126 – Using a teacher-generated website (wiki) to support the learning of statistics – Diarmuid Verrier

Strand: The technology enhanced course (or, supporting students)

Anticipated outcomes:  Attendees should leave with an appreciation of the value of wikis for teaching.  Personally, I would like to get a sense of whether attendees consider this resource something that could potentially be used across multiple courses in the university or whether it is necessarily limited to the one for which it was created.

Session outline (or abstract):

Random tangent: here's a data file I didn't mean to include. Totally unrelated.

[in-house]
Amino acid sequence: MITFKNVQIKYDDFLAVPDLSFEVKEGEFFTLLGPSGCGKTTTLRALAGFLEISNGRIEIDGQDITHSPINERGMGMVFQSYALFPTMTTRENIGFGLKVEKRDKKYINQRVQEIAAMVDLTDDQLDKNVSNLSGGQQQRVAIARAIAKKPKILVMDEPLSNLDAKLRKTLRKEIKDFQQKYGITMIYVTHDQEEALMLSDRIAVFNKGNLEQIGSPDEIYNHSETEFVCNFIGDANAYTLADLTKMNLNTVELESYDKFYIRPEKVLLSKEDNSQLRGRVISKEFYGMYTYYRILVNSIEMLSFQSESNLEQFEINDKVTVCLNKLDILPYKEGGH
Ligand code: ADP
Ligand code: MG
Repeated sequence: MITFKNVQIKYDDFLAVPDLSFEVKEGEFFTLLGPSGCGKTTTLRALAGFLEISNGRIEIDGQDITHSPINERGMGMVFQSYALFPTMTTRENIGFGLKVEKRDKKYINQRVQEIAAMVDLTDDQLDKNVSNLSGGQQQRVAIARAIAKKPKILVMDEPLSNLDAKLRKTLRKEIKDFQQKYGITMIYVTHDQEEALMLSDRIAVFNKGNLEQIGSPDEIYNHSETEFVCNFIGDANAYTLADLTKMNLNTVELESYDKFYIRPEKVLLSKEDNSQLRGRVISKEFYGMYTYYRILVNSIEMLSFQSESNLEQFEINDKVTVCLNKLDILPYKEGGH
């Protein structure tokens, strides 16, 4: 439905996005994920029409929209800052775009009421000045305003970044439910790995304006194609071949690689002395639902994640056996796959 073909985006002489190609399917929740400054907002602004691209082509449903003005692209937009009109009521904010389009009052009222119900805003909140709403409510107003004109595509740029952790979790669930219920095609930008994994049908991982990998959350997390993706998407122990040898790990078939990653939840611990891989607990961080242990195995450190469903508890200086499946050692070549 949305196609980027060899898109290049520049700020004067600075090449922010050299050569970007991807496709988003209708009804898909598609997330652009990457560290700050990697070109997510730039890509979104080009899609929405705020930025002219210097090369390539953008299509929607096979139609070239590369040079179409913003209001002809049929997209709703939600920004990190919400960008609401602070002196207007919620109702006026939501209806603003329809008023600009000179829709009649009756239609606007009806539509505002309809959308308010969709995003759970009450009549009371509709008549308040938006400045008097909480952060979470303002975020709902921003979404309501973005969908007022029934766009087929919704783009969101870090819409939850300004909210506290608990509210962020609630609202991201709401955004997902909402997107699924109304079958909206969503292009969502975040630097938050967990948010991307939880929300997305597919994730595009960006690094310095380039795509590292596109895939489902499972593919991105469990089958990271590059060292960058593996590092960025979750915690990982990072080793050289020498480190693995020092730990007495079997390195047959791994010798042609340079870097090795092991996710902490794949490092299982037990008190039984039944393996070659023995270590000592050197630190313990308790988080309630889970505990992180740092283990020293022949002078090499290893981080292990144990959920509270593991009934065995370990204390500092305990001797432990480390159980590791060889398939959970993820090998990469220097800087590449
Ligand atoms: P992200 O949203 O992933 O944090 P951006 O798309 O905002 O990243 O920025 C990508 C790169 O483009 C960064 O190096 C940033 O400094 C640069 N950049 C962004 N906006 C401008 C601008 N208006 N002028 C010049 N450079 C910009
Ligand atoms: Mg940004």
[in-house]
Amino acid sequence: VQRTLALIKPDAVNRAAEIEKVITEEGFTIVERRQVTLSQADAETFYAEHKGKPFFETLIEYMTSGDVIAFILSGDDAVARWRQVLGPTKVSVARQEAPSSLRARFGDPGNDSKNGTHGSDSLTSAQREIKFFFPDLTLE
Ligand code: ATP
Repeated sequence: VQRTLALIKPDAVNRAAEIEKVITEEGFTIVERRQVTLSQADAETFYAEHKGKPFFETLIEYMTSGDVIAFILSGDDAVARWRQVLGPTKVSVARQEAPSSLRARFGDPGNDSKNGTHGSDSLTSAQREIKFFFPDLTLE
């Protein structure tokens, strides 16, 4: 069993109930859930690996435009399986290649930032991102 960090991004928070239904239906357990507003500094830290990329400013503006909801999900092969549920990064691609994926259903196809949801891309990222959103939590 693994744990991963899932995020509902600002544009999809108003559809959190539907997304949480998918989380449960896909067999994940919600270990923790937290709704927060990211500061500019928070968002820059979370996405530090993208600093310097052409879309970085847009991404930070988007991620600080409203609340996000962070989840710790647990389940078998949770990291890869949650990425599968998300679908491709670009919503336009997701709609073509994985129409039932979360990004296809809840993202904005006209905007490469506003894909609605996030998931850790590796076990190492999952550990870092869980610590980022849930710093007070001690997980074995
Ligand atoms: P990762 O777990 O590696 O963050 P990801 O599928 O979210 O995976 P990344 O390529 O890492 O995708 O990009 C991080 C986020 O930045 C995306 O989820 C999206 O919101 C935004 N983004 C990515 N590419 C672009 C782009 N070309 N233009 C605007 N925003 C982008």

It is now beyond question that technology and new media can support the process of learning and teaching. The subject of statistics may have particularly benefitted from this over the last 20 years with the growth and current ubiquity of computer programs designed to perform complex statistical calculations and to provide output describing the results of those calculations.  Nonetheless, statistics remains a highly complex subject.  The need for a sophisticated conceptual understanding of why a particular method should be chosen remains, and there are now additional challenges in terms of interpreting statistical output.  Further, while there is much consensus about the way statistics should be carried out and reported, cultural and discipline-specific differences remain.  There is a plethora of information out there, the vast majority of which is not relevant, and some of which is contrary to the cultural norms within the department.  In order to provide an easily accessible source of information that avoids these problems, we created a parsimonious wiki-style website for an introductory research methods and statistics module taken by first-year psychology students — essentially a resource for students analogous to a module-bespoke hyperlinked online textbook. It is intended to encompass what students need to know and no more (core concepts, basic theory, and stripped down procedures).  The vast majority of questions students ask in class can be answered by directed them to the website.  Thus, this system scaffolds students towards becoming autonomous learners who work to solve their own problems rather than relying on an external authority.  Students can then ‘graduate’ from this resource and engage with more sophisticated and detailed textbooks, articles, etc. that might otherwise have been experienced as overwhelming.  Although students cannot edit it, the website is easily malleable, and we can consider whether to add information if a student’s query goes beyond its current content.  This paper will evaluate how successful the site has been and will discuss some of its strengths as well as challenges we have encountered in creating and using it.  The possibility of using this resource (or one like it) across multiple courses will also be mooted.